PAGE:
• Telephone
  • Internet
  • Courses/development
  • Accounting fees
  • Vehicle
  • Professional fees and memberships

If you are going to write off expenses on your taxes, it is a good idea to hold onto receipts for 7 years as the CRA may request them. The CRA also sets the requirements for each type of deduction and credit, which can be reviewed on their website: www.cra-arc.gc.ca. -S.M.

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What are the differences in income tax considerations between when I am working and when I am retired?

Tagged: Financial Planning Retirement Taxes

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The biggest difference between working and retirement is often the sources of your income, which have different tax withholding requirements.

Most often, midwives are self-employed, and income comes from billable courses of care.  Self-employed midwives usually make installment payments each quarter, settling with the government each year when they finalize their personal tax returns. When you are working,  you may be living on 100% of your income – paying for expenses such as taxes, your children’s education, mortgage payments and other discretionary spending.  Hopefully, you are also saving for retirement as well.

On retirement, your income will come from different sources:

  • Canada Pension Plan: you have to apply for benefits, and can do so as early as age 60 (with a reduction) or as late as age 70 (with increased benefits).
  • Old Age Security: you have to apply for benefits at age 65.  Be aware of potential clawbacks; if your total income is too high, you have to repay OAS benefits.
  • Registered Retirement Savings Plans (RRSP) withdrawals: the RRSP money that you have saved for retirement can be withdrawn to supplement your income. 
  • Registered Retirement Income Funds (RRIFs): At age 71, your RRSP must be transferred to a RRIF (which can be an annuity, a stock portfolio, or a variation of both), and a minimum amount must be paid to you each year.
  • Income from non-registered investments like interest, dividends, and/or possibly capital gains.
  • Pensions or other income from your spouse (they may still be employed).

Pension splitting is also available to those who are retired.  This means that you are able to split your pension (and RRSP withdrawals if you are over 65) with your spouse, to minimize the amount of tax that you pay as a couple.

The issue that people in retirement often face is that each source of income assumes that they are your only source of income, and therefore they withhold tax on that basis.  The result is that minimum amounts of tax are withheld, causing large balances of tax owing at the end of the year when taxes are filed.  This may result in requiring to pay tax installments. 

The good news is paying installments is not new for many midwives. Therefore, the main goal is to estimate what your income will be.  A financial planner can work with you to plan and save accordingly.

To learn more about planning for retirement and how your GRSP can help, click here to access a video and presentation from Desjardins. -RMI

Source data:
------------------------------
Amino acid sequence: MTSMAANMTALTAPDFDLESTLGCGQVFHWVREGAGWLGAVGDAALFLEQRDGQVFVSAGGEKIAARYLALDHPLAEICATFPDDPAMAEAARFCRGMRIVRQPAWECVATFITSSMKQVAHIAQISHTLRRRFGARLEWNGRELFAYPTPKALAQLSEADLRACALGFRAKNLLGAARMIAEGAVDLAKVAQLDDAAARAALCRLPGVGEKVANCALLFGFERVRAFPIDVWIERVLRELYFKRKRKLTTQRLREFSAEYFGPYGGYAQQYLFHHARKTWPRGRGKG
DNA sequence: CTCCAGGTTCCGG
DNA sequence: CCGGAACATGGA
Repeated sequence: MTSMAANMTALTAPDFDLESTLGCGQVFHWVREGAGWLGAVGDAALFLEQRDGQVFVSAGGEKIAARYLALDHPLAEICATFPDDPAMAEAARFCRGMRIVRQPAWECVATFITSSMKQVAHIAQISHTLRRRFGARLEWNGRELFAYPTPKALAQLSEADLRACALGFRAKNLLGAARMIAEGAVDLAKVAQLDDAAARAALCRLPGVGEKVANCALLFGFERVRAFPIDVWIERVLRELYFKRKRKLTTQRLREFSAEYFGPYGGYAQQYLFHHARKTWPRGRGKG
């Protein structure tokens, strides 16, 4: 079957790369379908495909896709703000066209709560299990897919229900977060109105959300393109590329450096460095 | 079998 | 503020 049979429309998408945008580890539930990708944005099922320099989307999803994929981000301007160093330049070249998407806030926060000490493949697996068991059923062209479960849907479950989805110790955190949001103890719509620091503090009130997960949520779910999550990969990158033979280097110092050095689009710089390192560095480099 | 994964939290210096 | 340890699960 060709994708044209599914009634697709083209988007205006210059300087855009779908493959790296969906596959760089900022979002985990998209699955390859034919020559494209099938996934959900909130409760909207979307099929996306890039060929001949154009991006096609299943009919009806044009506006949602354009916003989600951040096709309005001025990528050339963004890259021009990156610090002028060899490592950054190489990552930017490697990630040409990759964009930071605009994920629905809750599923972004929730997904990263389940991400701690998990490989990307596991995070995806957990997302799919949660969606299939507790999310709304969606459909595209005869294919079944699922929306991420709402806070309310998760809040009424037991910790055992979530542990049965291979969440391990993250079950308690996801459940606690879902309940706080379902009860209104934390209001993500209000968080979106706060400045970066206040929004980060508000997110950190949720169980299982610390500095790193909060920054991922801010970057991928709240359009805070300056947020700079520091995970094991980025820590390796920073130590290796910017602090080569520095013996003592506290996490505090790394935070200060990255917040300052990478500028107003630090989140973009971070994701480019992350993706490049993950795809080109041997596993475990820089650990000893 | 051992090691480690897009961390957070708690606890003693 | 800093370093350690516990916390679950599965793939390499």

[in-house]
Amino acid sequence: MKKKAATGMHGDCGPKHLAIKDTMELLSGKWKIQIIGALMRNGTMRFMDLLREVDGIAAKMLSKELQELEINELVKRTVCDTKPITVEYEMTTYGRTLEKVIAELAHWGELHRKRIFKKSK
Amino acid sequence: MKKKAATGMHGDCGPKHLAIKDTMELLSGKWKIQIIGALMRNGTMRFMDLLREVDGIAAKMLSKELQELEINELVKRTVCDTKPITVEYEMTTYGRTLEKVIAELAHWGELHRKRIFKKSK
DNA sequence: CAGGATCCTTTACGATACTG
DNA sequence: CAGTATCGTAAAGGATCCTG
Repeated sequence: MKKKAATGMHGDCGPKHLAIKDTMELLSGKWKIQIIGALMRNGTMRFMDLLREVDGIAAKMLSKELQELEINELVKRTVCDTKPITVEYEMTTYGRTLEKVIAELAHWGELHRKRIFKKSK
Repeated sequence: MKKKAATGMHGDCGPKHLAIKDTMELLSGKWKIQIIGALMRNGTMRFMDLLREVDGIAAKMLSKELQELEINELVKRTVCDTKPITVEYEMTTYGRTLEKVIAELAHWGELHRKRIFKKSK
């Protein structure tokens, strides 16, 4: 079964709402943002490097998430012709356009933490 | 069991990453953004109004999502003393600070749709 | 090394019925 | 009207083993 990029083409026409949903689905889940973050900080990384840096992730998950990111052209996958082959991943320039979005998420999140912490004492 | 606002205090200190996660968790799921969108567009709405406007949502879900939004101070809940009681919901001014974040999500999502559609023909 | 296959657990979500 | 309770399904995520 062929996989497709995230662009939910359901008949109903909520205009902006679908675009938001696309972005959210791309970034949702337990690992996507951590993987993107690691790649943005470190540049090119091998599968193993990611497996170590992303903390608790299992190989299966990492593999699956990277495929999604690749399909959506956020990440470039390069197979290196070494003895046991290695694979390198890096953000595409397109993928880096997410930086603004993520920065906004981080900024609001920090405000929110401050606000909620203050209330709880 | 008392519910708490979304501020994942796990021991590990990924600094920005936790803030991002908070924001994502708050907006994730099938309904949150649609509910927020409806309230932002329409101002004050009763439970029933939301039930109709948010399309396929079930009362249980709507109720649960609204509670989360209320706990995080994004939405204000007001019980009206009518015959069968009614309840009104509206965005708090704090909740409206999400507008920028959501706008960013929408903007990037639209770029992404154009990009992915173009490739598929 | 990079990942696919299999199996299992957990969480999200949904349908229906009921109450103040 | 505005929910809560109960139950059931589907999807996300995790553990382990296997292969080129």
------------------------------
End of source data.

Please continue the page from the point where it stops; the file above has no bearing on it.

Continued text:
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I’m a new registrant. One of my colleagues mentioned that she pays her tax in installments. How does this work?

Tagged: Taxes

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http://www.cra-arc.gc.ca/esrvc-srvce/tx/mypymnt/menu-eng.htmlWhen you are self-employed (as midwives are considered), you file a form T2125 with your personal tax return. Your tax owing and Canada Pension Plan (CPP) premiums are due by April 30th. As such, it is very important that you set aside the funds throughout the year so that you can pay the balance owing by April 30th and avoid paying interest.

Tax installments are the process by which the self-employed person pays their tax in installments during the calendar year in which you are earning your taxable income, rather than paying the lump sum on or by April 30th the following year.

You are not required to pay installments if your tax owing in either of the two preceding years does not exceed $3,000. As a new registrant, it is unlikely that you owed more than $3,000 in the two years prior simply because you would have been in school. 

However, you always have the option of paying tax ahead of time. If you choose this option, you claim the amount paid on line 476 when you file your personal tax return and calculate the difference (owing or refund). If you have overpaid, you receive a small amount of interest.

How much tax you owe depends on how much income you earn and specifically what credits you are entitled to. You need to consult a tax professional to assist with your individual situation.

Once you cross over the threshold of owing more than $3,000, you will then be required to pay installments on Mar 15, June 15, Sept 15 and Dec 15. If you file your tax return the following year and did not make the required installment payments, interest on balances owing will be charged from those dates.

As an example, let’s look at a new registrant midwife making $60,000 in 2014 with very few credits. The midwife would be expected to pay tax of approximately $11,167, plus CPP of $4,851, for a total of $16,018.